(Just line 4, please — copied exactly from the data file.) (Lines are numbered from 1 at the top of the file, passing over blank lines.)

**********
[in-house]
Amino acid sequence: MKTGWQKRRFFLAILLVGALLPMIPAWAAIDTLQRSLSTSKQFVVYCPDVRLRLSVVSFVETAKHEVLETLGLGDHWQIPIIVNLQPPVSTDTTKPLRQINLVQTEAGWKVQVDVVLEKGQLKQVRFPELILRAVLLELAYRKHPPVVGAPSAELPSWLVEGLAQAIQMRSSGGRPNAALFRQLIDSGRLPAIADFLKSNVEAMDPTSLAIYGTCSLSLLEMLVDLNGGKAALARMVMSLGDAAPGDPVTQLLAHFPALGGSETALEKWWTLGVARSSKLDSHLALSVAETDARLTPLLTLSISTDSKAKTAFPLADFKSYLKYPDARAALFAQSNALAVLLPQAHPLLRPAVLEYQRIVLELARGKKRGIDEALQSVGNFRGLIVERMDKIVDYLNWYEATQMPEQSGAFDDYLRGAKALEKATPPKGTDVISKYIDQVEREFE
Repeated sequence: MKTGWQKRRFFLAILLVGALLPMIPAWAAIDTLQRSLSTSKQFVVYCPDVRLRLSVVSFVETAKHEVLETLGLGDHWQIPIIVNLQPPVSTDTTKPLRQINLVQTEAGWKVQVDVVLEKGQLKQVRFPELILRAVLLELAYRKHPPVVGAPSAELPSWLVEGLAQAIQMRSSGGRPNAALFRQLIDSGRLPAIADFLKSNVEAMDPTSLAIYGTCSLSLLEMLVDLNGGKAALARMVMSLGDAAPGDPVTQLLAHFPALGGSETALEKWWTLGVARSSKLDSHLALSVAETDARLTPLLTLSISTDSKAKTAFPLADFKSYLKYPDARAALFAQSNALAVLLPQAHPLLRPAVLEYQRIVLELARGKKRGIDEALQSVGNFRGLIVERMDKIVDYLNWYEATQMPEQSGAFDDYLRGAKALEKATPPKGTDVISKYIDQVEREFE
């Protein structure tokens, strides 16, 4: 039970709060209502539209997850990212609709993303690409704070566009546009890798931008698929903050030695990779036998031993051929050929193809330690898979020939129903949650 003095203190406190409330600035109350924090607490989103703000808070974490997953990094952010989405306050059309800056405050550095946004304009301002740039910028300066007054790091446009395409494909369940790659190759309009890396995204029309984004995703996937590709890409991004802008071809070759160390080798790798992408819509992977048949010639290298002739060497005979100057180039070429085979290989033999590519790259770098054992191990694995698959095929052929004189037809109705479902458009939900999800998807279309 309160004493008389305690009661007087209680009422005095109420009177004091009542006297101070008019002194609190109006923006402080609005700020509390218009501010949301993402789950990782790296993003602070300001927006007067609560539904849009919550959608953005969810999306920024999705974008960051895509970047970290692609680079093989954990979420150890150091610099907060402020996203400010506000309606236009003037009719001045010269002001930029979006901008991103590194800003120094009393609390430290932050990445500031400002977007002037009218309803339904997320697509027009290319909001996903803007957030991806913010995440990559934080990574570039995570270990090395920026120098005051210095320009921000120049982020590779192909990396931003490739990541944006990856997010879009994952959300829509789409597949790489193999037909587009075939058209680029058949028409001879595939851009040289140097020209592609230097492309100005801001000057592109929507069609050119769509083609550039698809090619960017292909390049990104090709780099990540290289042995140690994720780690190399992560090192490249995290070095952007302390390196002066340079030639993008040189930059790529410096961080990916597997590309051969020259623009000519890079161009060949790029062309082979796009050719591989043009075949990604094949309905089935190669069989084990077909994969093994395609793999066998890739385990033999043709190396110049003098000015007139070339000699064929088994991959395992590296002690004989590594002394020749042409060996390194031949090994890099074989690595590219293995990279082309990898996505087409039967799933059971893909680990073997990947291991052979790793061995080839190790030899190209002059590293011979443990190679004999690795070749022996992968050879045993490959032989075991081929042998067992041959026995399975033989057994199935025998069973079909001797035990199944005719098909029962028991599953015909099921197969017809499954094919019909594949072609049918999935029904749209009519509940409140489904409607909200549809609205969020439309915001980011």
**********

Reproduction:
């Protein structure tokens, strides 16, 4: 039970709060209502539209997850990212609709993303690409704070566009546009890798931008698929903050030695990779036998031993051929050929193809330690898979020939129903949650 003095203190406190409330600035109350924090607490989103703000808070974490997953990094952010989405306050059309800056405050550095946004304009301002740039910028300066007054790091446009395409494909369940790659190759309009890396995204029309984004995703996937590709890409991004802008071809070759160390080798790798992408819509992977048949010639290298002739060497005979100057180039070429085979290989033999590519790259770098054992191990694995698959095929052929004189037809109705479902458009939900999800998807279309 309160004493008389305690009661007087209680009422005095109420009177004091009542006297101070008019002194609190109006923006402080609005700020509390218009501010949301993402789950990782790296993003602070300001927006007067609560539904849009919550959608953005969810999306920024999705974008960051895509970047970290692609680079093989954990979420150890150091610099907060402020996203400010506000309606236009003037009719001045010269002001930029979006901008991103590194800003120094009393609390430290932050990445500031400002977007002037009218309803339904997320697509027009290319909001996903803007957030991806913010995440990559934080990574570039995570270990090395920026120098005051210095320009921000120049982020590779192909990396931003490739990541944006990856997010879009994952959300829509789409597949790489193999037909587009075939058209680029058949028409001879595939851009040289140097020209592609230097492309100005801001000057592109929507069609050119769509083609550039698809090619960017292909390049990104090709780099990540290289042995140690994720780690190399992560090192490249995290070095952007302390390196002066340079030639993008040189930059790529410096961080990916597997590309051969020259623009000519890079161009060949790029062309082979796009050719591989043009075949990604094949309905089935190669069989084990077909994969093994395609793999066998890739385990033999043709190396110049003098000015007139070339000699064929088994991959395992590296002690004989590594002394020749042409060996390194031949090994890099074989690595590219293995990279082309990898996505087409039967799933059971893909680990073997990947291991052979790793061995080839190790030899190209002059590293011979443990190679004999690795070749022996992968050879045993490959032989075991081929042998067992041959026995399975033989057994199935025998069973079909001797035990199944005719098909029962028991599953015909099921197969017809499954094919019909594949072609049918999935029904749209009519509940409140489904409607909200549809609205969020439309915001980011």